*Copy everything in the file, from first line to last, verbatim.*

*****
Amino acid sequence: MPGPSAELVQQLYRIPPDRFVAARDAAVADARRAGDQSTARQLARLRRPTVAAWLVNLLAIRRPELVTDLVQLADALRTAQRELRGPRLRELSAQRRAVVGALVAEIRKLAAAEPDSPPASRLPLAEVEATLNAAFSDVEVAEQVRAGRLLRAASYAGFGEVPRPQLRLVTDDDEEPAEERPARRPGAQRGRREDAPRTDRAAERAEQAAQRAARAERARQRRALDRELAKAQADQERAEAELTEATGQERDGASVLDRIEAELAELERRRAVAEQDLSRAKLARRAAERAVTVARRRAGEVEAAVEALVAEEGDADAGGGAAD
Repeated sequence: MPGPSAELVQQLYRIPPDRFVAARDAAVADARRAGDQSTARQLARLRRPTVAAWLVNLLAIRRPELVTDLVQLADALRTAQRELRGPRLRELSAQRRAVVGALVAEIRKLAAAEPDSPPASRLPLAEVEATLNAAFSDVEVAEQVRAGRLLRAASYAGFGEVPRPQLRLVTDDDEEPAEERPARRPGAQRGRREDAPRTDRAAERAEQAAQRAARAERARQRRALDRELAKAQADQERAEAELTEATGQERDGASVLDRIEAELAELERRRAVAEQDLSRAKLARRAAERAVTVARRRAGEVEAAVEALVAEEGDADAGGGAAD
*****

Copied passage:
Amino acid sequence: MPGPSAELVQQLYRIPPDRFVAARDAAVADARRAGDQSTARQLARLRRPTVAAWLVNLLAIRRPELVTDLVQLADALRTAQRELRGPRLRELSAQRRAVVGALVAEIRKLAAAEPDSPPASRLPLAEVEATLNAAFSDVEVAEQVRAGRLLRAASYAGFGEVPRPQLRLVTDDDEEPAEERPARRPGAQRGRREDAPRTDRAAERAEQAAQRAARAERARQRRALDRELAKAQADQERAEAELTEATGQERDGASVLDRIEAELAELERRRAVAEQDLSRAKLARRAAERAVTVARRRAGEVEAAVEALVAEEGDADAGGGAAD
Repeated sequence: MPGPSAELVQQLYRIPPDRFVAARDAAVADARRAGDQSTARQLARLRRPTVAAWLVNLLAIRRPELVTDLVQLADALRTAQRELRGPRLRELSAQRRAVVGALVAEIRKLAAAEPDSPPASRLPLAEVEATLNAAFSDVEVAEQVRAGRLLRAASYAGFGEVPRPQLRLVTDDDEEPAEERPARRPGAQRGRREDAPRTDRAAERAEQAAQRAARAERARQRRALDRELAKAQADQERAEAELTEATGQERDGASVLDRIEAELAELERRRAVAEQDLSRAKLARRAAERAVTVARRRAGEVEAAVEALVAEEGDADAGGGAAD